Wednesday, December 23, 2020

A Classic Pig-Faced Orc




This is my first entry to this year's Painting Challenge. As a nod to our dungeon theme, here is an 'Orc with Guisarme' (Orc1) from the venerable 1979 Minifig range, I believe sculpted by David Hutchins.

Yes, he's a real old school classic. This figure was originally from a group of twelve that I had ordered with our first set of D&D books and dice, directly from TSR out of Lake Geneva. 

When I finally received the figures I was so impatient to have them painted that I used my dad's nasty automotive paints (no primer!) and 'brushed' it on using some of my mom's sewing needles. Yes, very primitive, but you can't fault the pure enthusiasm of youth.

Here is the last remaining orc of that cohort. As you can see, almost all the paint has flaked off over the years. It took several hours of rummaging through containers of random bits to find the original hexagonal shield. I did snoopy's dance of joy when I found it.

A certain charm. The archivist in me was torn whether to paint this guy or just leave him be.  

As historical background, the original concept of pig-faced orcs is usually attributed to Dave Sutherland, who was one of the main illustrators for TSR in the mid to late 70s. His work on the cover of 'Swords & Spells' (1976) is probably the first imagining of the face de cochon orc.

That same year The Brothers Hildebrandt also produced a painting of the capture of Merry and Pippin by orcs. Who influenced who, I'm not sure, but the idea took hold for those formative years.



TSR continued the porcine depiction of orcs in their 1977  Basic Set and the 1st Edition of the AD&D Monster Manual (I can't look at this book without getting misty, recalling a younger me pondering the weighty questions of which monster had the nastiest stats, the best art, the most treasure, etc.)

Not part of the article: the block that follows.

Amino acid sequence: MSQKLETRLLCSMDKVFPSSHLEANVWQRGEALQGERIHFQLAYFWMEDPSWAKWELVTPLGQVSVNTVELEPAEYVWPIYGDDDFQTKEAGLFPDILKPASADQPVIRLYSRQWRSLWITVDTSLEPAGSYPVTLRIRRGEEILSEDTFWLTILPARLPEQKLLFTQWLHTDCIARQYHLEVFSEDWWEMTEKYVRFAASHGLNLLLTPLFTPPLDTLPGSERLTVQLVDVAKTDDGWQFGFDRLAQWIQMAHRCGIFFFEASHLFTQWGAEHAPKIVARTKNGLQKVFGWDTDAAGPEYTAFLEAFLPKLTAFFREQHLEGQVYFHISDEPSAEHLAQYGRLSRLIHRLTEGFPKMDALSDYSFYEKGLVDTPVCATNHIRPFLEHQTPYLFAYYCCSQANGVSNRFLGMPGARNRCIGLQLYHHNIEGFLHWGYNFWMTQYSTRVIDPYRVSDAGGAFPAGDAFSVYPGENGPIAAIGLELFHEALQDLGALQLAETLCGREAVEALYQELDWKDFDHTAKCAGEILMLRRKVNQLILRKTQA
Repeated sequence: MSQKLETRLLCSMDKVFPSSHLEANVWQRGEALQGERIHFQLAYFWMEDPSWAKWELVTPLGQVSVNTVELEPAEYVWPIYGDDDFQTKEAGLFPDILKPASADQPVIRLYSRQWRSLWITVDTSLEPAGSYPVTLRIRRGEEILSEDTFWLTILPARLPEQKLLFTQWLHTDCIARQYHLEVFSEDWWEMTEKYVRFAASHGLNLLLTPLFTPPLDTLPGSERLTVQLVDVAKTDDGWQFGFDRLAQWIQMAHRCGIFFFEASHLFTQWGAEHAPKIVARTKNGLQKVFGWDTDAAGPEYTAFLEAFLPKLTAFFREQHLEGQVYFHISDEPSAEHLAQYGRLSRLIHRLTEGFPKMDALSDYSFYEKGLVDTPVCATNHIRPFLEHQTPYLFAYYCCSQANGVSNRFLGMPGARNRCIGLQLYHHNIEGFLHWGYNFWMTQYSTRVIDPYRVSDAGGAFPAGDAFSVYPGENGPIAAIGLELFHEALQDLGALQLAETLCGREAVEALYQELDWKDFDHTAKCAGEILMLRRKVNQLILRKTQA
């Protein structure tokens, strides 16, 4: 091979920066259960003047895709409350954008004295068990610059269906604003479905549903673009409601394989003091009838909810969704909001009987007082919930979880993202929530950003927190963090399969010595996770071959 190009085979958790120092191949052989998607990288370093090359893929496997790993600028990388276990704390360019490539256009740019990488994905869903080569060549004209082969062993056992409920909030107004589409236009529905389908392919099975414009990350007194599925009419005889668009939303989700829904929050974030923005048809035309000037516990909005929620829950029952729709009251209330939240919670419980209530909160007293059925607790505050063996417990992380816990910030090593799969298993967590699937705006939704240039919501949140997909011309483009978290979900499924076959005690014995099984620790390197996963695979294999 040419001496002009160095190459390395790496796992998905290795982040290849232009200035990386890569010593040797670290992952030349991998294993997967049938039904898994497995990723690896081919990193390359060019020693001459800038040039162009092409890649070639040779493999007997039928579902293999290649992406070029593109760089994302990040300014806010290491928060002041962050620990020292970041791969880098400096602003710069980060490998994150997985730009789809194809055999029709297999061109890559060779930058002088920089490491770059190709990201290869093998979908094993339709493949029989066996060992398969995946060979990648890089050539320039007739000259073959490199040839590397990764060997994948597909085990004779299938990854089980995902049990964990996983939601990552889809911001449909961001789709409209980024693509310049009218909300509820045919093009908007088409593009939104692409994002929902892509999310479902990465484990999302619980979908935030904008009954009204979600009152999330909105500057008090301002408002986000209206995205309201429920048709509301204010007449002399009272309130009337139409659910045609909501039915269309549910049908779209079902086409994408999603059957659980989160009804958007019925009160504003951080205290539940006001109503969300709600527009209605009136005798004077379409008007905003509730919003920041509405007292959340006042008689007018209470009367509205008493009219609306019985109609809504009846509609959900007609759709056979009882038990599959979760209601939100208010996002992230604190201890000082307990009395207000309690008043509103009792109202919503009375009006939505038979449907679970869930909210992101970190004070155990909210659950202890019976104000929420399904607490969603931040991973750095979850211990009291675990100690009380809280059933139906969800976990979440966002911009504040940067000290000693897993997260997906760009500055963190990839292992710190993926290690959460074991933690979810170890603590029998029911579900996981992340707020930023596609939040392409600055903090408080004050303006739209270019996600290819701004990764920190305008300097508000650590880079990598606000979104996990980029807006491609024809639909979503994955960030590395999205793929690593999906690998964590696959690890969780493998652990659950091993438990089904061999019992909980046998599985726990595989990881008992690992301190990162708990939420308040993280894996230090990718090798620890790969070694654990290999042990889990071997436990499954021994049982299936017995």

Orcs in the AD&D Monster Manual

...and from the D&D Basic Set


While the style of orcs have changed over time, certainly with the dominance of Games Workshop and Peter Jackson's movies, good ole pig-faced Orcs are still 'canon' for nostalgic old school D&D geeks like me. I love 'em. Oink.

I decided to repaint this guy in a fairly natty armoured hauberk, with bronze for his helmet, shield edge and boot banding. 



In a nod to Games Workshop I went with classic orky green for this skin tone, though now I wish I had gone with a dark flesh instead. Maybe I'll try that with the next ones I do. 




Fans of these types of orcs will be happy to find that Otherworld Miniatures has an entire range of re-imagined snouted Orcs available. I hope to have a few of these done later this winter.

Curt


2 comments:

  1. Ah, that brings back many happy memories! Luckily a friend bought me some for my birthday a few years ago. There was a lot of flash and by today's standards, the sculpting is crude, but I still love them:)

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  2. I know, they have that undefinable charm that only old school figures possess.

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